Trump's attitude toward Muslims has been just as worse. Besides a database system, Trump bragged about having "many systems" to track Muslims. The latter would just as soon wear crescent patches on their clothes. Similar to Mexicans, Trump has demonized Muslims generally. And those among his supporters feed on this to further their own hatred of those who are not "100% American." They lump individuals together into a confined category of "terrorist," "murderer" or "rapist." While it's true that terrorism exists (but that word can be interpreted in any number of ways, e.g., like whose terrorism we are talking about), many Muslims are not crashing planes into buildings and committing suicide bombings.

Trump also shows his disdain for the working class when it comes to healthcare. Trump claims that "the American people have had to suffer under the incredible economic burden of the Affordable Care Act- Obamacare. "[P]redictably [it has resulted] in runaway costs, greater rationing of care, high premiums, less competition and fewer choices." Trump favors "much-needed free market reforms to the healthcare industry."

"Free market" practices have been tried. Before Obamacare, "free market" handiwork has dominated healthcare. After Obamacare, it still does. That's the root cause of the healthcare system being broken; the economic extremes of the "free market." Healthcare is a right, not a commodity to rake in obscene profits. But Trump hates calling it a right. And he manipulates his supporters into hating it as a threat by "big gubberment," although they could benefit from it.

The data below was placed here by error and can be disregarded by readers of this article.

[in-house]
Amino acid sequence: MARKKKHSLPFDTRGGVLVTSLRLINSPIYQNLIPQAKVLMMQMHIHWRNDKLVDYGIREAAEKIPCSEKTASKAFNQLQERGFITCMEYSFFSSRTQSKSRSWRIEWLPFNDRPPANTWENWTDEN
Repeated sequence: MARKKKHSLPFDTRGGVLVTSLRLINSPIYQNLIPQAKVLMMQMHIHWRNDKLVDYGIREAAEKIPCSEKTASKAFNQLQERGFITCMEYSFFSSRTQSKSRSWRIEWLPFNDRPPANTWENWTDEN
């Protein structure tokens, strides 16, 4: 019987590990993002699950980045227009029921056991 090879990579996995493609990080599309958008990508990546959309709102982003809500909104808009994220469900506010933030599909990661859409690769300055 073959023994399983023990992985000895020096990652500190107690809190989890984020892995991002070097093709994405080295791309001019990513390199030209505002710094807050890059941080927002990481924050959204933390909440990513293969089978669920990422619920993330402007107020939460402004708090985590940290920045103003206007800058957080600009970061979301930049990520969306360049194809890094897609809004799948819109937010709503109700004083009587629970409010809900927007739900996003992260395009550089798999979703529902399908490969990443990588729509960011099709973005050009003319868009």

A similar disdain also applies to tax reform. Trump claims he has "four simple goals":

1) "Tax relief for middle class Americans."
2) "Simplify the tax code."
3) "Grow the American economy."
4) "Doesn't add to our debt and deficit."

Trump does have ideas to prevent the 1% from taking advantage of tax loopholes, offshore accounts, etc. But his tax plan is nothing new. An article published in Counterpunch entitled, "If Donald Dump Was President," (10/09/2015) by writer David Rosen, tells how the working class would get shafted again: "[T]he real plan is hidden in the fine print that effectively shifts the overall tax burden. Trump calls for (i) a corporate tax rate of zero (except for businesses that outsource jobs, which would have a 20% tax) (ii) a cut in the capital gains tax rate (iii) repeal the estate tax (iv) impose an import tax" on vehicles made elsewhere, that would be a "35% tax."

Rosen writes that "[a]s a true mouth piece for the traditional Republican Party, Trump has proposed a conventional conservative tax policy that favors the rich, modestly helps the very poor and the screws the middle classes." As a result, "he continues a quarter-century of economic realignment that has seen the tax burden shift to ordinary wage-earners."

But a lot of hate would be reserved for foreign policy. Trump has no problem trying to reassert the U.S. empire's imperialism. Diplomacy is a word that doesn't exist in Trump's vocabulary. Speaking about the Iran deal, Rosen quotes Trump as saying, "They [Iranians] are laughing at the stupidity of the deal we're making on nuclear. We should double-up and triple the sanctions and have them come to us."